It remains to be seen under what banner the team operates next season, and where many of its riders end up, but they’ll always have Ponferrada. “The outcome for next year was going to be what it was going to be – more than anything we were focused on this year and on today,” Small said.

Article Source: Cycling News

Thursday, September 18, 2014

World Championships Preview: In Search of Spanish Gold

By: Barry Ryan
A selective course that's difficult to define

Almost 2,000 years on, they again come to north-western Spain in search of gold. When the Roman Empire was approaching its greatest extent towards the end of the first century AD, its most important gold mine was located at Las Médulas, near what is now Ponferrada. Next week, an increasingly globalised peloton descends upon the town for the World championships, sifting for rainbow jerseys, for medals or simply, contracts for 2015.

Ponferrada could certainly have done with some of that Roman gold to defray the costs. Host cities now pay the UCI the princely sum of €5 million simply to host the event, and it is estimated that the total cost of organising the Worlds could stretch to €14 million by the time the curtain falls on September 28.

The seemingly spiralling expense of staging the Worlds should be a concern for the UCI. Economic factors contributed to the decision to shelf the proposed uphill finish for the time trial events, after all, and at this rate the pool of financially viable prospective hosts seems destined to shrink over the next decade. Even so, from a purely sporting point of view, Ponferrada promises to provide a fascinating week of racing across all categories.

Much of the intrigue is set to be provided by the road race circuit, which, depending on who's asking, is apparently either too tough for the sprinters or too easy for the climbers. Bluff or not, it's certainly a parcours that defies easy description and should thus encourage inventive racing – a welcome development after the sure-fire bunch sprint in Copenhagen in 2011, the inevitable Cauberg shoot-out in 2012 and the (admittedly enthralling) war of attrition that preceded the explosive final lap in Florence twelve months ago.

For the first time in five years, the point-to-point preamble for the men's race is dispensed with and all of the road races take place entirely on the 18.2 kilometre circuit around Ponferrada. The course features two climbs, which, on first glance, seems to follow the popular Worlds template of a long, steady ascent followed by a shorter, shaper climb nearer the finish.

First up is the Alto de Montearenas, which is 5.1 kilometres long but with an average gradient of just 3.5%, and the early ramps of 8% are unlikely to shed too many of the in-form fast finishers, as new Italian coach Davide Cassani has pointed out. The second climb, the Alto de Compostilla, is a stiffer prospect. Just 1,100 metres in length, it pitches up to 10% and averages 6.6%. It's certainly tough enough for the strongest to punch clear. It remains to be seen, however, whether any lone rider can build up a sufficient lead to then stay away on the four kilometres to the line, which incorporate a tricky descent.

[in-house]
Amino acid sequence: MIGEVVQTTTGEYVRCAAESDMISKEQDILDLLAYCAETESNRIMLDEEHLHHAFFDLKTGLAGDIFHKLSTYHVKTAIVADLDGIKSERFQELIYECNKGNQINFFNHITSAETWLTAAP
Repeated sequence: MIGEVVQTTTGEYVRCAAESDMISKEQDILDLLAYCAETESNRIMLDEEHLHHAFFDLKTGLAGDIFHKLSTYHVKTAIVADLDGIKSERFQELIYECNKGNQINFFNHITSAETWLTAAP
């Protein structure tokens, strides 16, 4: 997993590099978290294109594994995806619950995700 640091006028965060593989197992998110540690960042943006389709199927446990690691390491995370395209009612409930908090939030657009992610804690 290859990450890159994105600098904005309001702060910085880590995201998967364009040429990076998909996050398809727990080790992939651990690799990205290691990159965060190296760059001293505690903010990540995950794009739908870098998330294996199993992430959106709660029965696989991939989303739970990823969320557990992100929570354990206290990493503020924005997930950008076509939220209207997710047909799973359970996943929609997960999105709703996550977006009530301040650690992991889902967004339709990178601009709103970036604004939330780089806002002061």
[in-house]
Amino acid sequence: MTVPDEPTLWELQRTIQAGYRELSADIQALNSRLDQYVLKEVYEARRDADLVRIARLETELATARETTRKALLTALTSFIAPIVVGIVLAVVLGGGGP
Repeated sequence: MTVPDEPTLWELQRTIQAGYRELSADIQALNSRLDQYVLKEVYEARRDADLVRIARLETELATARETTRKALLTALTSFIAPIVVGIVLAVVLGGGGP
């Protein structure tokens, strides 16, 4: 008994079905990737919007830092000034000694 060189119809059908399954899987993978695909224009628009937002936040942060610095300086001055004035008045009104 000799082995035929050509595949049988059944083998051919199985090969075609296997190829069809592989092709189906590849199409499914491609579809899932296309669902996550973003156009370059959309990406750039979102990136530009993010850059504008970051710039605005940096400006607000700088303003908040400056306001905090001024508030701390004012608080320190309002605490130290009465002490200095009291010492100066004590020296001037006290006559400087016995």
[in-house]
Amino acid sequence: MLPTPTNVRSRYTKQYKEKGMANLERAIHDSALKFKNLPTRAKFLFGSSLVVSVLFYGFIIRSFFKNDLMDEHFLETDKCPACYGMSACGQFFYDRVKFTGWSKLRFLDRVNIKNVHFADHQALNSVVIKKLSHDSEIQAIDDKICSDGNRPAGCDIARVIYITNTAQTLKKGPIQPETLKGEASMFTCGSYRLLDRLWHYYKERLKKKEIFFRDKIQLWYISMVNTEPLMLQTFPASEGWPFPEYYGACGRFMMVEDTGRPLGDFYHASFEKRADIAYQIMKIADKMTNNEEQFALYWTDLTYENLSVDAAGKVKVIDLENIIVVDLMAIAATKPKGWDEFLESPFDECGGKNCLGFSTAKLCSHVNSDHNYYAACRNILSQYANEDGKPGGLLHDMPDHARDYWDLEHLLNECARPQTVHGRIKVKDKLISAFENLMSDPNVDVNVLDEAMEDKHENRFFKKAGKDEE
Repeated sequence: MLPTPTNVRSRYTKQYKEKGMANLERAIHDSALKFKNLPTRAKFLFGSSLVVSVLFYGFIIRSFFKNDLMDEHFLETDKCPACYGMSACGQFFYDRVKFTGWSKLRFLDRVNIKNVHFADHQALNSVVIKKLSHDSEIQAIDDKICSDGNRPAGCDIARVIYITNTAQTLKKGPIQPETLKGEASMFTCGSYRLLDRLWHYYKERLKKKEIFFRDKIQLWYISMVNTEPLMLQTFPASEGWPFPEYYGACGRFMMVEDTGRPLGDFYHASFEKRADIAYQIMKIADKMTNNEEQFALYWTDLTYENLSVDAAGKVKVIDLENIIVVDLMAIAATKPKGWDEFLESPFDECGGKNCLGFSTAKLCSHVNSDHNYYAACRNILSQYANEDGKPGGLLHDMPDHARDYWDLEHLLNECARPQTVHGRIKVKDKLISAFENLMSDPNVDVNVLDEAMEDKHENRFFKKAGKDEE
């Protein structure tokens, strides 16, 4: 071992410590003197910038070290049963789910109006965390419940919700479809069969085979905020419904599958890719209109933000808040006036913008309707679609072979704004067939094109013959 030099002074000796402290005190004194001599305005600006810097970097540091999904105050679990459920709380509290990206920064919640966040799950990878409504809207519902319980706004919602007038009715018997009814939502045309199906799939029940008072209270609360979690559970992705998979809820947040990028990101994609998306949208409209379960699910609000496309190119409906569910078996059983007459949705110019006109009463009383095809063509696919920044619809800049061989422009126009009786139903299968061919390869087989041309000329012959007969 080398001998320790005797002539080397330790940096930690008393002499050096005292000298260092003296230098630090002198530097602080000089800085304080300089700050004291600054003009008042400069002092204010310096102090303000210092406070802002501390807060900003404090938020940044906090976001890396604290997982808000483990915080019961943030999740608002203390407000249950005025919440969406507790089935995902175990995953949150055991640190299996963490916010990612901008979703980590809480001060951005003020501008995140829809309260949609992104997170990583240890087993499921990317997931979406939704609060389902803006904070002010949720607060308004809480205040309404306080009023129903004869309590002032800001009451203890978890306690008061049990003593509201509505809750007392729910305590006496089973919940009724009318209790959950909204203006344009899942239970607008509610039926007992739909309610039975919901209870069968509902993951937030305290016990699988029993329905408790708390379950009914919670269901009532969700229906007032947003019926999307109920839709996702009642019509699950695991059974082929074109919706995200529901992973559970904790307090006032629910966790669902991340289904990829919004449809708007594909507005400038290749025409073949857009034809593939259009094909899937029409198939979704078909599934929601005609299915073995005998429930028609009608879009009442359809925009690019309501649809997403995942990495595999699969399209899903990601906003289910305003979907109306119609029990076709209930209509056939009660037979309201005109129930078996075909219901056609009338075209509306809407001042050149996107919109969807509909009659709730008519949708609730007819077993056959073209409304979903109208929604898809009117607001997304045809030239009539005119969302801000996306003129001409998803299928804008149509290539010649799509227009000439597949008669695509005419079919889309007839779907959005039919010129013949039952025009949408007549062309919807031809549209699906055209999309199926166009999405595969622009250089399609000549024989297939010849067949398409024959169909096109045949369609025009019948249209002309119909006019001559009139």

The time trials were originally slated to finish at San Cristóbal de Valdueza, atop a 9km climb, but will instead finish, like the road races, not far from Ponferrada's Castle of the Templars. The elite men's time trial features a flat opening 30 kilometres but the final 10 miles include the short climbs of Confederacion and Mirador before the drop to the finish.

Elite men – Australia with options

On a course that seems finely balanced between puncheurs and sprinters, few teams seem as equipped for all eventualities as Australia. Simon Gerrans arrives in Spain as the man of the moment after victories in Quebec and Montreal last week, and however many fast men are still in the contention come the final lap, Michael Matthews seems a certainty to be among their number. With the likes of Cadel Evans, Adam Hansen and Heinrich Haussler in supporting roles, Bradley McGee has arguably the strongest team in the race at his disposal.

When the Ponferrada Worlds were first unveiled, Peter Sagan was instantly installed as the favourite for the rainbow jersey, and he certainly has all the weapons needed to win on this course – but therein, perhaps, lies the problem for the Slovak, who has often struggled to choose correctly from a surfeit of options in the finale of major races. More pressingly, Sagan's recent form has been underwhelming in the extreme, although after a non-descript Vuelta a España, he has shown signs of life in Italy this week.

John Degenkolb has been the other man on everybody's lips since the beginning of the year, and his haul of wins at the Vuelta only heightened the expectation around the German. He was admitted to hospital this week after wounds from a crash in Spain became infected, however, and it remains to be seen if he can recover in time for Sunday week.